Among the many Brazilian companies, Doux and Tyson are the only foreign companies in the industry, which is relatively fragmented. The “Top 50” companies account for some 80% of the annual slaughter, but geographically concentrated, near to 70% of the production and about 75% of the exports originates from Brazil’s three Southern states.
Over the last few years the sector has undergone an unavoidable and irreversible consolidation process, which wiped out a number of small and medium size independent companies from the marketplace. The most wowing operation was Sadia and Perdigão merging, then the first and second largest protein companies in Brazil, which began in 2009 was approved by late 2011, but not without heavy restrictions from the anti-monopoly authorities.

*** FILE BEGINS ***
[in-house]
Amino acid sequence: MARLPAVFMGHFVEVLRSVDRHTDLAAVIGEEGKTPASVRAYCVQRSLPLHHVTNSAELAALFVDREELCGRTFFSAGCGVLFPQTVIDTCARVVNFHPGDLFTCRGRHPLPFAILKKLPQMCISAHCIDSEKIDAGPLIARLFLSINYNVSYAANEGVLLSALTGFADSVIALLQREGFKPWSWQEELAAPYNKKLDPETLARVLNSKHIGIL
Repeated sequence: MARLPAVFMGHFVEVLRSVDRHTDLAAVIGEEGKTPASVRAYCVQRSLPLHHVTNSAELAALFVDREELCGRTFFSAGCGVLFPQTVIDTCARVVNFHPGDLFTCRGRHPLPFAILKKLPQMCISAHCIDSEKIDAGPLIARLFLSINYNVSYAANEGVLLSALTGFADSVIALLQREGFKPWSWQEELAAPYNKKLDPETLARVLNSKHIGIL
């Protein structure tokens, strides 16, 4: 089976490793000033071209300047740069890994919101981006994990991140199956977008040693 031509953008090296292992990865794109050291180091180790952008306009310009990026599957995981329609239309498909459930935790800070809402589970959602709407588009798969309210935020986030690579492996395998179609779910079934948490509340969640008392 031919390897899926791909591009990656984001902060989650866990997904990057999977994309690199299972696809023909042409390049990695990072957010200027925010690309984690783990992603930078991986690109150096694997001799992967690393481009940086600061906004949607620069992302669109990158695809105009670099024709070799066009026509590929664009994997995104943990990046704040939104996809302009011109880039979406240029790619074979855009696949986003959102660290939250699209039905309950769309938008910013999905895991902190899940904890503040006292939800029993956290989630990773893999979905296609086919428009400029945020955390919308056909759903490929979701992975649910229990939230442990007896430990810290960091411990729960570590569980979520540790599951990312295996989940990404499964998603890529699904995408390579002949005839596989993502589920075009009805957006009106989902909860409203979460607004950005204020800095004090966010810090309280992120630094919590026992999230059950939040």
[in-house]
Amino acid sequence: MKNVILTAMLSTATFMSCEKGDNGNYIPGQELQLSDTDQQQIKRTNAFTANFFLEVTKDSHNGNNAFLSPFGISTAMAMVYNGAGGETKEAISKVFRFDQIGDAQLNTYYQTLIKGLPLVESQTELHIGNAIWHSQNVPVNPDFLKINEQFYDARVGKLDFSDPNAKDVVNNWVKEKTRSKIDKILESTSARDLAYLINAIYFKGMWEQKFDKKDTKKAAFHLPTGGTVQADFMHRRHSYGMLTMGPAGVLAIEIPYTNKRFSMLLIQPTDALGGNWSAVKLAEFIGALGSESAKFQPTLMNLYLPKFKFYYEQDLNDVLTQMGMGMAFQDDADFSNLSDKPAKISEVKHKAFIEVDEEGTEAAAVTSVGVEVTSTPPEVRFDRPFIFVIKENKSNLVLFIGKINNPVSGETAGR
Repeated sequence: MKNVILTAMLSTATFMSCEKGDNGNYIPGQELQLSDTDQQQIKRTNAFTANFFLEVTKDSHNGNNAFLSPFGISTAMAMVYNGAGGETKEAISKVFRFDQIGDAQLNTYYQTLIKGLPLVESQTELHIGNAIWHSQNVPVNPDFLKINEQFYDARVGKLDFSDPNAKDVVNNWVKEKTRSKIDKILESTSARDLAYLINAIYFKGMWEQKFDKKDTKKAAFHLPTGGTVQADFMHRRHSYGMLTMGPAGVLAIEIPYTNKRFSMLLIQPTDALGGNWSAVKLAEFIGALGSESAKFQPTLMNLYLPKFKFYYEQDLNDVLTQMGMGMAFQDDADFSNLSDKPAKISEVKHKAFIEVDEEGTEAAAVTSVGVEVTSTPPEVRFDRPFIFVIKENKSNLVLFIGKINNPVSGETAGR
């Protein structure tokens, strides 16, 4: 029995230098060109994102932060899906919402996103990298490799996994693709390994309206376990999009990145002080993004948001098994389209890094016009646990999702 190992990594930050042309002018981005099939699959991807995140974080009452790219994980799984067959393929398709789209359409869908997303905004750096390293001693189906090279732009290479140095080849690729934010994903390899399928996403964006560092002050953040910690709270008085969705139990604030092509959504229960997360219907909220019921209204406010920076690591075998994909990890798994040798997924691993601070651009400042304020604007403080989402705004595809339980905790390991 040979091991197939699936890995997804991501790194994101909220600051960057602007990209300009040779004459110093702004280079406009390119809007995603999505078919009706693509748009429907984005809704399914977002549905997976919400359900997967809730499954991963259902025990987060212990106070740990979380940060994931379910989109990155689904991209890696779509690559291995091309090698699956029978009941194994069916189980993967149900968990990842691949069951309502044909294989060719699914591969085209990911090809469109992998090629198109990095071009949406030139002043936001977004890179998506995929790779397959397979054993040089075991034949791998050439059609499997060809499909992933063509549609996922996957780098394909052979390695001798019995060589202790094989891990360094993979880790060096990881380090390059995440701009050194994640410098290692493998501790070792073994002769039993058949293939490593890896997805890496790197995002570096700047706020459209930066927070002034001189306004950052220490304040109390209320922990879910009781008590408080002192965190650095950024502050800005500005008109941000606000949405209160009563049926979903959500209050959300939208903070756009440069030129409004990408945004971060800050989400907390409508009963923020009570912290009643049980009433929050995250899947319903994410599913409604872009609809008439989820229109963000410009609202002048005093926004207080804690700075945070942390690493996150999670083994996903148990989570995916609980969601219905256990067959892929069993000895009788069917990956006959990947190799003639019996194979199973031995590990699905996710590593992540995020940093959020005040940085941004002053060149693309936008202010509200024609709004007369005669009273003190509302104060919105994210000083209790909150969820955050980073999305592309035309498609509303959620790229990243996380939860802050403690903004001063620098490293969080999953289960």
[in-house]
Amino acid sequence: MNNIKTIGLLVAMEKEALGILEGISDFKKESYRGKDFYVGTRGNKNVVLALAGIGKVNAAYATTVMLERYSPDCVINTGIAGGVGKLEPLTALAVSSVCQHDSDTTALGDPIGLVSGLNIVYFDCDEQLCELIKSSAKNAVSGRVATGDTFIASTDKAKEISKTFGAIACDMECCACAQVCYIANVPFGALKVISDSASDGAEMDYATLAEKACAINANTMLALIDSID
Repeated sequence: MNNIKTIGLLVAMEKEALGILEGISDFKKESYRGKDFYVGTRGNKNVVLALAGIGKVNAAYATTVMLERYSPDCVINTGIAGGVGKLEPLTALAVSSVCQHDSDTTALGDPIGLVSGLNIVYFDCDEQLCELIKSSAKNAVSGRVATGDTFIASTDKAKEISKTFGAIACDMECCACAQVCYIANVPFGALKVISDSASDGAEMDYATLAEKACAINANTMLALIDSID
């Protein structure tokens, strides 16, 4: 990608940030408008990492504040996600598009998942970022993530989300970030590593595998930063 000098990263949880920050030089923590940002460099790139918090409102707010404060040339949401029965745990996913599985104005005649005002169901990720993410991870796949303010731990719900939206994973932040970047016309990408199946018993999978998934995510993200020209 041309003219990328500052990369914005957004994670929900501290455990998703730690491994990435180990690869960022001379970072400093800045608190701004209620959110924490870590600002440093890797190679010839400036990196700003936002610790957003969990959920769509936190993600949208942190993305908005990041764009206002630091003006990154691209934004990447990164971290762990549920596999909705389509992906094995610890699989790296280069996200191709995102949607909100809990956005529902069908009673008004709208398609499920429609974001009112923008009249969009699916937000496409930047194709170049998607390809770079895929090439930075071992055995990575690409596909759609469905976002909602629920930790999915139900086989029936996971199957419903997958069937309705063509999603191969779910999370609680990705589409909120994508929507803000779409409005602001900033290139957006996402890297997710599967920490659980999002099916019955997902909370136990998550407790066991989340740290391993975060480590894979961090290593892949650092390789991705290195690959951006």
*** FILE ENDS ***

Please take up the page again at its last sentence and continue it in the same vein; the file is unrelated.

Brasil Foods (BRF), the merge-resulting company, is gigantic: Brazil’s top-5 exporter and largest meat exporter; world largest chicken exporter (140 countries); US$ 20 billion plus annual revenue; 115,000 employees; 61 plants in Brazil and 7 abroad besides 24 commercial offices worldwide. Brazil’s chicken industry is institutionally represented solely by the Brazilian Association of Poultry Producers and Exporters, UBA-BEF (www.abef.com.br), which also congregates the other chain stakeholders.